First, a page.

Agricultural economies are increasingly unable to survive as a consequence of environmental problems, intensified competition due to globalisation and changes in agricultural policy. On European scale this leads to drastically changing agricultural land-use on places with bad climate, soil, water and infrastructure conditions. The farming village of Vrin, situated in the Swiss Alps, is an example of such a place. Its mountainous landscape makes industrialising agriculture not cost effective and since there is no basis for tourism as in surrounding Alpine villages like Vals, Vrin has to question its right to exist.
ETH Studio Basel concluded in 2005 therefore that no longer farming, but subsidy of urban areas finance the infrastructure that makes Alpine living possible. They advocate for cutting investment in the shrinking zones and change them into “Alpine fallow lands”. The spatial expression of this process of metropolisation of the landscape, is a polarised regional development where landscape is becoming a resource adapted to the interests and values of an urban population. As a result, country life is increasingly detached from its connection with nature, resulting in qualifications as consumption- and production-landscape.
In my project I started looking for a reciprocal relationship between city and country, between consumption and production, and ultimately between man and nature, where visitors not only consume a landscape but also add value to it. By letting visitors participate in the production of a typical local product, Bergkäse, tourism and industry enrich each other, and dairy production is made profitable again for local farmers. Cows can be milked again at the Alpine meadows and mountainous fields can be maintained by deploying the labour of visitors.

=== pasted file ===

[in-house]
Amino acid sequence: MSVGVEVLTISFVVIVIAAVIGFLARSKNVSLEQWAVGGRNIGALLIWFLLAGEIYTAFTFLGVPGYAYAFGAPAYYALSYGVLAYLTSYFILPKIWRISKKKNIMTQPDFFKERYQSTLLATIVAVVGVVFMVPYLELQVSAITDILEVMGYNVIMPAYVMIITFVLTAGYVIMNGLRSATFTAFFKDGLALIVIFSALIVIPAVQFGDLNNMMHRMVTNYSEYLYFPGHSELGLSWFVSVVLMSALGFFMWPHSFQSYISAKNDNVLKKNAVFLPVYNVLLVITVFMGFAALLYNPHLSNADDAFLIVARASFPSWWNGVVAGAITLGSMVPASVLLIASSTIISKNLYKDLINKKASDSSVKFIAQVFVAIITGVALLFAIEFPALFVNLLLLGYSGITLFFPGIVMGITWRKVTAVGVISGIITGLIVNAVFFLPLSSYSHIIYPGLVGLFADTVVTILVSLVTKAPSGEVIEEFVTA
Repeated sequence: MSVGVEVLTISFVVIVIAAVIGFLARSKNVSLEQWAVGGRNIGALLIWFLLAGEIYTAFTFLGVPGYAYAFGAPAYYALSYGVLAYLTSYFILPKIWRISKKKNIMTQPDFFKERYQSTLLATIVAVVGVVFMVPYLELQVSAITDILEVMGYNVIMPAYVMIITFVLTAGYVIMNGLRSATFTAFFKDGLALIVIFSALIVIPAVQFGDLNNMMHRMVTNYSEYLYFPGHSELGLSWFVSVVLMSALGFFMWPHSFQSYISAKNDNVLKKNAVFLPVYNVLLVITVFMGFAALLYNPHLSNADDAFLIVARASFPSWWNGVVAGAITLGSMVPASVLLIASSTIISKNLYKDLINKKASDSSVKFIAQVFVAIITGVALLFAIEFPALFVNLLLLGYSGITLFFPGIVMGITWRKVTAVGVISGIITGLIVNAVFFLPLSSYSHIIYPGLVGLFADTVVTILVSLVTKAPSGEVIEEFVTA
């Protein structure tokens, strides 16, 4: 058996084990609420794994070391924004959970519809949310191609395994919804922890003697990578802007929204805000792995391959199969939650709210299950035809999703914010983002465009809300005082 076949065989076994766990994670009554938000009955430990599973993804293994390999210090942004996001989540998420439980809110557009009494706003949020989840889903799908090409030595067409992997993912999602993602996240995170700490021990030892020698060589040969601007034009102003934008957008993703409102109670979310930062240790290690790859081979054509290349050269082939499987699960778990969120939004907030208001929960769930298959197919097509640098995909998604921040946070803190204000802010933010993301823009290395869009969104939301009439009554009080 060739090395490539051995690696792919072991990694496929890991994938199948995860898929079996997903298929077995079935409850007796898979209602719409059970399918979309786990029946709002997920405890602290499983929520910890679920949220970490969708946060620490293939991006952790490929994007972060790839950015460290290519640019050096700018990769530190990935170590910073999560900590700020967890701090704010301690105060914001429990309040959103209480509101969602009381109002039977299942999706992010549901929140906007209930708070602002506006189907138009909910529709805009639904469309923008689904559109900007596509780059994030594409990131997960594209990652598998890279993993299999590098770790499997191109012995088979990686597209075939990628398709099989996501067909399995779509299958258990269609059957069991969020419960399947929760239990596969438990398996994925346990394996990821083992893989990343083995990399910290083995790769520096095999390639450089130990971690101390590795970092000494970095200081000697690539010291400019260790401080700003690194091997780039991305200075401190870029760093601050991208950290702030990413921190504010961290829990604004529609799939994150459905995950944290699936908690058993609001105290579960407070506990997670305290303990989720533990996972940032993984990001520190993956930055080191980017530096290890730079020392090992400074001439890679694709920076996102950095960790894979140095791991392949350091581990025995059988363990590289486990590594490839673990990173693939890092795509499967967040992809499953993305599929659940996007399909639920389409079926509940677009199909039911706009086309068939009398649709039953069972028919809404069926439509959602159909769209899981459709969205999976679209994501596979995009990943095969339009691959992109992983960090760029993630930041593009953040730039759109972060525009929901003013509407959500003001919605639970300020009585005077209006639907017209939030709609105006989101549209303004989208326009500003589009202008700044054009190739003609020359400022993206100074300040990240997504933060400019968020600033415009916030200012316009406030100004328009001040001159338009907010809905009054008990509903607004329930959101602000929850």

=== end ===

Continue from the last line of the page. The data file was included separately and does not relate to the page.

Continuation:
In order to achieve this, I am proposing three interventions. First is the transformation of the vacant traditional ‘strickbau’ stables, in previous times used for hay storage and threshing, into hotel rooms for a ‘Dorfhotel’. Secondly, the already existing modern stables are transformed from suckler cattle husbandry to dairy farms, and will be extended after scaling up the cheese production.
Finally, a cheese factory is introduced on the edge of the village, connected to the existing community centre and vacant primary school. Here visitors and the local population are making cheese together. The atmosphere of the factory is characterised by abstinence and freeing from everyday distractions. Therefore, the design of the factory is derived from a monastery. The monastery provided the first instance of time management and is simply an extrusion of the ritual activities taken place within, which we encountered later in the Taylorist factory. By exploiting the fundamental rule of the Benedictine monastery, Ora et Labora, pray and work, the cheese factory becomes a place both for contemplation as production and seeks to restore a lost relation between man and nature.